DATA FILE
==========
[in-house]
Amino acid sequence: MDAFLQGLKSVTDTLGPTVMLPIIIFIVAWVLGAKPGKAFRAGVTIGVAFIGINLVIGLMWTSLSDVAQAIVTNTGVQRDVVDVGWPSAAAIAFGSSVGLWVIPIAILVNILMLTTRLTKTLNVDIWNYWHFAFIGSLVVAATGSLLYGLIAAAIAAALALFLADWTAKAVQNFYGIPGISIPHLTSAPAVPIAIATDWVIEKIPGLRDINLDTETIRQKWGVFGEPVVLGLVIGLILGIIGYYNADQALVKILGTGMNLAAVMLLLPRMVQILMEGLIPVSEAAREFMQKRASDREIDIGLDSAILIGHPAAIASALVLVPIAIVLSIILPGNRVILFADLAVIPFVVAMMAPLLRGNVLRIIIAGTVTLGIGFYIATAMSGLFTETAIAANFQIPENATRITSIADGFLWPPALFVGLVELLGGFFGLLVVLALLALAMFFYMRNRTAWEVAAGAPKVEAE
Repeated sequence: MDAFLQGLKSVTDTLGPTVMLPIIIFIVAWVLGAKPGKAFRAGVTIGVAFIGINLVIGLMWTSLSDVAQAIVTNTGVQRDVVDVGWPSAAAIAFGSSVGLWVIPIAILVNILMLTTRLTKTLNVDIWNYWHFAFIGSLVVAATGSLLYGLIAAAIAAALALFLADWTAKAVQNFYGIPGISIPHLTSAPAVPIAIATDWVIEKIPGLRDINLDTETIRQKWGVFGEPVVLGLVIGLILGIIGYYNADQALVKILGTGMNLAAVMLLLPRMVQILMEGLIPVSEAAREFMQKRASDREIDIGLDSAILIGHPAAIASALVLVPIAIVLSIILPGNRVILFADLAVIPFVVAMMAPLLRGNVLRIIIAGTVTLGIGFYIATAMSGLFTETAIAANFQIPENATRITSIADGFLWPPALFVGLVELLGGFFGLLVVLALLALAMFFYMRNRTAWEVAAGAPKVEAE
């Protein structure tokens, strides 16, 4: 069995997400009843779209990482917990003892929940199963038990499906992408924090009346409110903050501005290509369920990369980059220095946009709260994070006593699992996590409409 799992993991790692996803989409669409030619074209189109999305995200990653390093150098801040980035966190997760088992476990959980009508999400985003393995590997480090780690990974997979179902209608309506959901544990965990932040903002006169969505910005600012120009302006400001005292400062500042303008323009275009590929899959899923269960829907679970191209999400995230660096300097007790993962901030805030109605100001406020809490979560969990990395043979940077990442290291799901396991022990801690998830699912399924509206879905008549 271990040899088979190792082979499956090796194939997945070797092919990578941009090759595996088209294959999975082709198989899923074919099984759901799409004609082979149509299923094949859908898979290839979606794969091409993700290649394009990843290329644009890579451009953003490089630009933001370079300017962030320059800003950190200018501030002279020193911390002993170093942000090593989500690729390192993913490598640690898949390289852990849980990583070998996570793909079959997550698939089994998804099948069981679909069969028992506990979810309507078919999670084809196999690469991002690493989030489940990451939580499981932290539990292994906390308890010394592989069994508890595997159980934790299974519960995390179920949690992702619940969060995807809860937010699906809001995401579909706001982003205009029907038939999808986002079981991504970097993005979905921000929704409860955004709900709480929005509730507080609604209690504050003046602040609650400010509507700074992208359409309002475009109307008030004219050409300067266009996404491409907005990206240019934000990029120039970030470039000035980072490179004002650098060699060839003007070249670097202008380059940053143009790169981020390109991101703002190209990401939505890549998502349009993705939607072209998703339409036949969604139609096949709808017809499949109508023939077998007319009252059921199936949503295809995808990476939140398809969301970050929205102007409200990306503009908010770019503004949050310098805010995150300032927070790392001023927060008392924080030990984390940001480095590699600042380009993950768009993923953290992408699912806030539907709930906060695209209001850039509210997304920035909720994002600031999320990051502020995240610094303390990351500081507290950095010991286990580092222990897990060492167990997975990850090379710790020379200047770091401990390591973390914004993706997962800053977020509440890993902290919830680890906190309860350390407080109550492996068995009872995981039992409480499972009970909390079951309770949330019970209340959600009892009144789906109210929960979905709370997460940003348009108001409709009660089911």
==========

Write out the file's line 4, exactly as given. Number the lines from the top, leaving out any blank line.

């Protein structure tokens, strides 16, 4: 069995997400009843779209990482917990003892929940199963038990499906992408924090009346409110903050501005290509369920990369980059220095946009709260994070006593699992996590409409 799992993991790692996803989409669409030619074209189109999305995200990653390093150098801040980035966190997760088992476990959980009508999400985003393995590997480090780690990974997979179902209608309506959901544990965990932040903002006169969505910005600012120009302006400001005292400062500042303008323009275009590929899959899923269960829907679970191209999400995230660096300097007790993962901030805030109605100001406020809490979560969990990395043979940077990442290291799901396991022990801690998830699912399924509206879905008549 271990040899088979190792082979499956090796194939997945070797092919990578941009090759595996088209294959999975082709198989899923074919099984759901799409004609082979149509299923094949859908898979290839979606794969091409993700290649394009990843290329644009890579451009953003490089630009933001370079300017962030320059800003950190200018501030002279020193911390002993170093942000090593989500690729390192993913490598640690898949390289852990849980990583070998996570793909079959997550698939089994998804099948069981679909069969028992506990979810309507078919999670084809196999690469991002690493989030489940990451939580499981932290539990292994906390308890010394592989069994508890595997159980934790299974519960995390179920949690992702619940969060995807809860937010699906809001995401579909706001982003205009029907038939999808986002079981991504970097993005979905921000929704409860955004709900709480929005509730507080609604209690504050003046602040609650400010509507700074992208359409309002475009109307008030004219050409300067266009996404491409907005990206240019934000990029120039970030470039000035980072490179004002650098060699060839003007070249670097202008380059940053143009790169981020390109991101703002190209990401939505890549998502349009993705939607072209998703339409036949969604139609096949709808017809499949109508023939077998007319009252059921199936949503295809995808990476939140398809969301970050929205102007409200990306503009908010770019503004949050310098805010995150300032927070790392001023927060008392924080030990984390940001480095590699600042380009993950768009993923953290992408699912806030539907709930906060695209209001850039509210997304920035909720994002600031999320990051502020995240610094303390990351500081507290950095010991286990580092222990897990060492167990997975990850090379710790020379200047770091401990390591973390914004993706997962800053977020509440890993902290919830680890906190309860350390407080109550492996068995009872995981039992409480499972009970909390079951309770949330019970209340959600009892009144789906109210929960979905709370997460940003348009108001409709009660089911």